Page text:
Becht Engineering Performs Crack Flaw Analysis of Coker Bottom Flange
During a routine inspection of a Delayed Coker Bottom Flange, a ½” deep, 360-degree crack was found by a refinery client the location of the crack is shown in Figure 1. At the time of discovery, the flange was set to be in service until the next turnaround, so a crack-like flaw analysis was performed to evaluate the flange integrity.
Becht Engineering was contacted to perform a detailed analysis. Once the client provided Becht Engineering with all requested material data, Becht conducted a detailed investigation and analysis and presented the client with a report with conclusions and recommendations.
Becht performed a variety of unique methodological analysis during for this project, some of which included:
- Modeling the Coker Bottom flange, and the connecting flange, gaskets and bolts using axisymmetric elements in ABAQUS finite element software
- Applying a PWHT temperature of 1275oF to the Coker Bottom Flange to determine the residual stress.
- Analyzing the model for bolt pre-load, internal operating pressure, and thermal transient effects from the heat up and quench cycles to determine the stresses on the model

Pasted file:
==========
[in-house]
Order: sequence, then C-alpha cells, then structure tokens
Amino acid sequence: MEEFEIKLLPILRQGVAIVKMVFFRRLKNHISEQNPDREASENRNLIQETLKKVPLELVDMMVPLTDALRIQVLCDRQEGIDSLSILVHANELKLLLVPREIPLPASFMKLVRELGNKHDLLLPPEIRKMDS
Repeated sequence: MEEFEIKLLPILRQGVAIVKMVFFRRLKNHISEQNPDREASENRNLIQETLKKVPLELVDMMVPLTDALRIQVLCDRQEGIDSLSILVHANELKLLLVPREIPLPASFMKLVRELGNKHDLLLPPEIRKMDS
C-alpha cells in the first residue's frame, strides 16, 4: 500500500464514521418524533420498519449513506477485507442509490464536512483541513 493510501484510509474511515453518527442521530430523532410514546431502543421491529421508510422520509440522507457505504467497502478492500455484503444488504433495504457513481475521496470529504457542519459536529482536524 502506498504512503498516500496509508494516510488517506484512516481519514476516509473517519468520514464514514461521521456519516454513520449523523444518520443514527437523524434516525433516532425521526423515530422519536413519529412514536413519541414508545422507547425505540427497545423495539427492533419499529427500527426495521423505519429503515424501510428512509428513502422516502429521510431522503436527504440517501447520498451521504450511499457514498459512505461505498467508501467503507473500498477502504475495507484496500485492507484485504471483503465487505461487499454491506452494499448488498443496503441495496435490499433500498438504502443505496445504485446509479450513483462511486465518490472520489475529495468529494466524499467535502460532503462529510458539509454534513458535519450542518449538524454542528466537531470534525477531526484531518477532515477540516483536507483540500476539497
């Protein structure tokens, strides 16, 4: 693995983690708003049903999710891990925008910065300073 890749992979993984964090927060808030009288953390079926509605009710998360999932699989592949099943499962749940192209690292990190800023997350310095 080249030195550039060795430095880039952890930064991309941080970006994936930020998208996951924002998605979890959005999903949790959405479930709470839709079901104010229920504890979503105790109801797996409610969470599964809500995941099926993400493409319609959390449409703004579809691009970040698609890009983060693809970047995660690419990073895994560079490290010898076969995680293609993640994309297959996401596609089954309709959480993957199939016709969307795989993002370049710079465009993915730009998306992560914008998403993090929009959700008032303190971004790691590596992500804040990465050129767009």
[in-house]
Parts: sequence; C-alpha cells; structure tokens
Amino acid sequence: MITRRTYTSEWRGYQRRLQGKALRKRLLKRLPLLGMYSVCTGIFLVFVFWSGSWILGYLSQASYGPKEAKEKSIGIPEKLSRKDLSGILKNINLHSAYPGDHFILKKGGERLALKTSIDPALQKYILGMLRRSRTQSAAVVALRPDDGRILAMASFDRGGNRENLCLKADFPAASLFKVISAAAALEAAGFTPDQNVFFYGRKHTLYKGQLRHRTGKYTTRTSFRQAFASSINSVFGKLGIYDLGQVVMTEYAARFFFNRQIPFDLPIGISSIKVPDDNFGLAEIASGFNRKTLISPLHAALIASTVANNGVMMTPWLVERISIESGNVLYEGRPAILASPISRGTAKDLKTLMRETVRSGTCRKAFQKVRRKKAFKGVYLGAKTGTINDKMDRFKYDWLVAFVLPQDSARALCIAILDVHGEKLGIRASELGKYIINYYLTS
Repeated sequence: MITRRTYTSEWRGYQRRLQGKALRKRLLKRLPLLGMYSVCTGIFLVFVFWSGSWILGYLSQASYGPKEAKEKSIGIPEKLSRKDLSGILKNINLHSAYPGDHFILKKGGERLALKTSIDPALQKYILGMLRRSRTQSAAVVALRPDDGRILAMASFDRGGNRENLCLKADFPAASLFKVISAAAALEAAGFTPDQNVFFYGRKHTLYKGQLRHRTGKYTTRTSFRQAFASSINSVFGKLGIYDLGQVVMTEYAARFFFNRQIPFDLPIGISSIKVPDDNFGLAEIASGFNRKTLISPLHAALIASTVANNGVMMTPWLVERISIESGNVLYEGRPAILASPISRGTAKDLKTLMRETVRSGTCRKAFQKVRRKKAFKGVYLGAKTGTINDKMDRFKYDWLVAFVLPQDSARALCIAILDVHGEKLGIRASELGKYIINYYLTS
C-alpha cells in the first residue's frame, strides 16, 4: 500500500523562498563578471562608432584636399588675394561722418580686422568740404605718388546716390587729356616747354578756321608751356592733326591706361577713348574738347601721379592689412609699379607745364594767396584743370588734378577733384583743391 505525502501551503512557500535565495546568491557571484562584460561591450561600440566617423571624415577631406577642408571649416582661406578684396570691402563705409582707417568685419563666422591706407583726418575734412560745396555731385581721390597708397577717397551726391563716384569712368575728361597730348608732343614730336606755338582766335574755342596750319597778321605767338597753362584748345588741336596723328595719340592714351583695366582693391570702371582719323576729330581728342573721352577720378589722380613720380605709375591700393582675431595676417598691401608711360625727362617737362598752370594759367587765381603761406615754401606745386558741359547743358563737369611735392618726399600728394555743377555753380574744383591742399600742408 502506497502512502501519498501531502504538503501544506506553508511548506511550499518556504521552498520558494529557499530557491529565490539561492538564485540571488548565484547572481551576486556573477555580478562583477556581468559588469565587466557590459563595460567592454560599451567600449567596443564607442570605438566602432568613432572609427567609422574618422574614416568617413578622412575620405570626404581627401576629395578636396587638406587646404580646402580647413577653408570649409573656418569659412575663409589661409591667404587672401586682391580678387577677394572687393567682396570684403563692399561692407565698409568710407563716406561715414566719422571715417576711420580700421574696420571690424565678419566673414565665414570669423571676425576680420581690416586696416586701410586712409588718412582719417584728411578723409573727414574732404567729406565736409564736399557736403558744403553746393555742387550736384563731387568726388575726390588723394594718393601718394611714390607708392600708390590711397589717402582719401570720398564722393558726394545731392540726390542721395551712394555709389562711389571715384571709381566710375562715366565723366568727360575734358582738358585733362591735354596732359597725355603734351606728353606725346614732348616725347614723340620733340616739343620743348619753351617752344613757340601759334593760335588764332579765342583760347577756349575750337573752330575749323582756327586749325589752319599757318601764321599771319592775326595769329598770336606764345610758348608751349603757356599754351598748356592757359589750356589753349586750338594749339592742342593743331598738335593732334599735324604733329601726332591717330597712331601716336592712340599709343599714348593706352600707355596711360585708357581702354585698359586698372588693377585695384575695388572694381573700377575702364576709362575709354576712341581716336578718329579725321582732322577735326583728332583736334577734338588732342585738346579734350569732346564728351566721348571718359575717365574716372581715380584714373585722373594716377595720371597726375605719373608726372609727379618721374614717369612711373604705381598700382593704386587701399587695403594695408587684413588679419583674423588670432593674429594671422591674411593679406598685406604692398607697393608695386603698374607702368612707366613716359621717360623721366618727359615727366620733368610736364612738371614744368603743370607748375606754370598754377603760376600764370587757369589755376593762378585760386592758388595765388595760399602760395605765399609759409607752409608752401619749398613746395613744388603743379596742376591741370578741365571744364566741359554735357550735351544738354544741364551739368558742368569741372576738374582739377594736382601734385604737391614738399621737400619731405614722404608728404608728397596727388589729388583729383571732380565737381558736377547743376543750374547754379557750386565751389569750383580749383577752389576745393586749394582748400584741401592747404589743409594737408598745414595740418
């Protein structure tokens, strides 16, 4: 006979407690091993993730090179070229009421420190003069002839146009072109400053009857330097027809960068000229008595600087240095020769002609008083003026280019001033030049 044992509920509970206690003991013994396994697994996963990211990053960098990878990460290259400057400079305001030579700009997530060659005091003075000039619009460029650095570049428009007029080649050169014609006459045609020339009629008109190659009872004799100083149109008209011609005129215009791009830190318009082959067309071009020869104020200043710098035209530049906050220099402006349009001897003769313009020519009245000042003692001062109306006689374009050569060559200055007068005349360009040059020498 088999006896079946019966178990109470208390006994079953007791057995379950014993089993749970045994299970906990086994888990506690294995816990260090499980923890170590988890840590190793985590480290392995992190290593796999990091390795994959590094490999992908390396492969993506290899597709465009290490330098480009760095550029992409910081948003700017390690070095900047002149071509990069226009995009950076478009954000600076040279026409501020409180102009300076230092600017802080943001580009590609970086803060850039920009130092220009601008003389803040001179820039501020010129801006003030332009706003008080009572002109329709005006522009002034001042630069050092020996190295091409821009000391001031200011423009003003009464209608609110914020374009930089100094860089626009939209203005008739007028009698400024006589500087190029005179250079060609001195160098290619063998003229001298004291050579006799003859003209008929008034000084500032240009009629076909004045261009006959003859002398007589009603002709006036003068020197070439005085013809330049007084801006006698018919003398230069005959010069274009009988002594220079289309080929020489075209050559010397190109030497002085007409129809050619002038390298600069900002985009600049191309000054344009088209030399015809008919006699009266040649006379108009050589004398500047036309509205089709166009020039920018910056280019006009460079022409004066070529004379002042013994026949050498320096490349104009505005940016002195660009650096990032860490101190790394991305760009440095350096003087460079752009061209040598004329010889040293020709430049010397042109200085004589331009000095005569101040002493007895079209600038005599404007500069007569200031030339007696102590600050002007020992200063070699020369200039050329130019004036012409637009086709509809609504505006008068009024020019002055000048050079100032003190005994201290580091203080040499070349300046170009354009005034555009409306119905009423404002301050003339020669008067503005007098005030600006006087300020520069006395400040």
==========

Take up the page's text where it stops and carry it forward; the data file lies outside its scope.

- Using the calculated stresses to evaluate the existing crack to determine the crack is Fit for Service (FFS) using the procedures in API 579-1/ASME FFS-1 Fitness–For-Service standard.
Becht also conducted a Transient Heat Transfer Analysis, a Stress Analysis, and a Crack Stability and Crack Propagation Analysis for the client. After a thorough analysis for the client, Becht provided the following conclusions:
- The existing 360-degree 0.5” deep crack was stable and fit for service.
- Becht found that it would take approximately 8 years for the crack to grow to a depth of 2.5” and become unstable.
- Becht Engineering recommended monitoring the crack after one year to determine the crack depth. Based on the crack growth, future monitoring could be modified if necessary.
- Becht found it unlikely that the crack would propagate into the bolt holes since the axial load on the bolt hole/threads from the bolts should reduce the axial stresses and hence preventing the crack from propagating.
Becht found that if the crack propagates into the bolt holes, the crack should stop once it reaches the bolt hole.
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